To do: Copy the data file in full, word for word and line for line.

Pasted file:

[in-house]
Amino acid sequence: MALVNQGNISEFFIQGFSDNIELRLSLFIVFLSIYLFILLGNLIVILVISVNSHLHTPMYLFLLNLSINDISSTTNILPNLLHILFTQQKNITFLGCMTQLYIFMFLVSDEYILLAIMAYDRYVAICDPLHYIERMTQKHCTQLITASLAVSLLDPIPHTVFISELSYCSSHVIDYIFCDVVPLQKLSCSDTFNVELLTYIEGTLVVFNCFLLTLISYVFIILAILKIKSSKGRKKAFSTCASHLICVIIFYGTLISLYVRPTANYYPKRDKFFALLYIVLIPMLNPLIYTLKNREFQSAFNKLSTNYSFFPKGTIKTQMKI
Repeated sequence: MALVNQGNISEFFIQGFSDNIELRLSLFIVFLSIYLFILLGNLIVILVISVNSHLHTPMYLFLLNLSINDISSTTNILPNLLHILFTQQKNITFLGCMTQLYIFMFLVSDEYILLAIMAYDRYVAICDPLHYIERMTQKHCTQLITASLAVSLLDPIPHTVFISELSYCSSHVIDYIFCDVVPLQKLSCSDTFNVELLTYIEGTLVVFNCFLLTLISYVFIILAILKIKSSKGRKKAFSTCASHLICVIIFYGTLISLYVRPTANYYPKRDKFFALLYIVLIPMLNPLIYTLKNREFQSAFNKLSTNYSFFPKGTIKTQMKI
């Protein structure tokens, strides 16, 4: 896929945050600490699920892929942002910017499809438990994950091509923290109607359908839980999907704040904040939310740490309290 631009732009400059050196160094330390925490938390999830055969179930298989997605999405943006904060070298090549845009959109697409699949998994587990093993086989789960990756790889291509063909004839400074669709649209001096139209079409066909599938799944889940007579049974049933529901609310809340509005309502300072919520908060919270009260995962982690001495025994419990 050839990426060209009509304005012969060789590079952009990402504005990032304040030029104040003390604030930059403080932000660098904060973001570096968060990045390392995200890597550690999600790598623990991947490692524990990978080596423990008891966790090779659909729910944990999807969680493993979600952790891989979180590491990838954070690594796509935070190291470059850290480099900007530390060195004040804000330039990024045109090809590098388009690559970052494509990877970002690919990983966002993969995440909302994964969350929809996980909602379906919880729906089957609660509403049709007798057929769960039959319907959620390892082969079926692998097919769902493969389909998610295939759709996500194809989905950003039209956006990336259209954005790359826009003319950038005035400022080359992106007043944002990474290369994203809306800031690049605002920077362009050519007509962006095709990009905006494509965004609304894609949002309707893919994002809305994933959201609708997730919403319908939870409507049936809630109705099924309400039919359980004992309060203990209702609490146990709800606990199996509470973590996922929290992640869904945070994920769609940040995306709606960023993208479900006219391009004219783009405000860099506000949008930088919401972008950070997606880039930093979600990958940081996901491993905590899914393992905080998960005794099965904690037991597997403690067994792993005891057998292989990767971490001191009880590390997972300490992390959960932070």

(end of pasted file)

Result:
[in-house]
Amino acid sequence: MALVNQGNISEFFIQGFSDNIELRLSLFIVFLSIYLFILLGNLIVILVISVNSHLHTPMYLFLLNLSINDISSTTNILPNLLHILFTQQKNITFLGCMTQLYIFMFLVSDEYILLAIMAYDRYVAICDPLHYIERMTQKHCTQLITASLAVSLLDPIPHTVFISELSYCSSHVIDYIFCDVVPLQKLSCSDTFNVELLTYIEGTLVVFNCFLLTLISYVFIILAILKIKSSKGRKKAFSTCASHLICVIIFYGTLISLYVRPTANYYPKRDKFFALLYIVLIPMLNPLIYTLKNREFQSAFNKLSTNYSFFPKGTIKTQMKI
Repeated sequence: MALVNQGNISEFFIQGFSDNIELRLSLFIVFLSIYLFILLGNLIVILVISVNSHLHTPMYLFLLNLSINDISSTTNILPNLLHILFTQQKNITFLGCMTQLYIFMFLVSDEYILLAIMAYDRYVAICDPLHYIERMTQKHCTQLITASLAVSLLDPIPHTVFISELSYCSSHVIDYIFCDVVPLQKLSCSDTFNVELLTYIEGTLVVFNCFLLTLISYVFIILAILKIKSSKGRKKAFSTCASHLICVIIFYGTLISLYVRPTANYYPKRDKFFALLYIVLIPMLNPLIYTLKNREFQSAFNKLSTNYSFFPKGTIKTQMKI
């Protein structure tokens, strides 16, 4: 896929945050600490699920892929942002910017499809438990994950091509923290109607359908839980999907704040904040939310740490309290 631009732009400059050196160094330390925490938390999830055969179930298989997605999405943006904060070298090549845009959109697409699949998994587990093993086989789960990756790889291509063909004839400074669709649209001096139209079409066909599938799944889940007579049974049933529901609310809340509005309502300072919520908060919270009260995962982690001495025994419990 050839990426060209009509304005012969060789590079952009990402504005990032304040030029104040003390604030930059403080932000660098904060973001570096968060990045390392995200890597550690999600790598623990991947490692524990990978080596423990008891966790090779659909729910944990999807969680493993979600952790891989979180590491990838954070690594796509935070190291470059850290480099900007530390060195004040804000330039990024045109090809590098388009690559970052494509990877970002690919990983966002993969995440909302994964969350929809996980909602379906919880729906089957609660509403049709007798057929769960039959319907959620390892082969079926692998097919769902493969389909998610295939759709996500194809989905950003039209956006990336259209954005790359826009003319950038005035400022080359992106007043944002990474290369994203809306800031690049605002920077362009050519007509962006095709990009905006494509965004609304894609949002309707893919994002809305994933959201609708997730919403319908939870409507049936809630109705099924309400039919359980004992309060203990209702609490146990709800606990199996509470973590996922929290992640869904945070994920769609940040995306709606960023993208479900006219391009004219783009405000860099506000949008930088919401972008950070997606880039930093979600990958940081996901491993905590899914393992905080998960005794099965904690037991597997403690067994792993005891057998292989990767971490001191009880590390997972300490992390959960932070």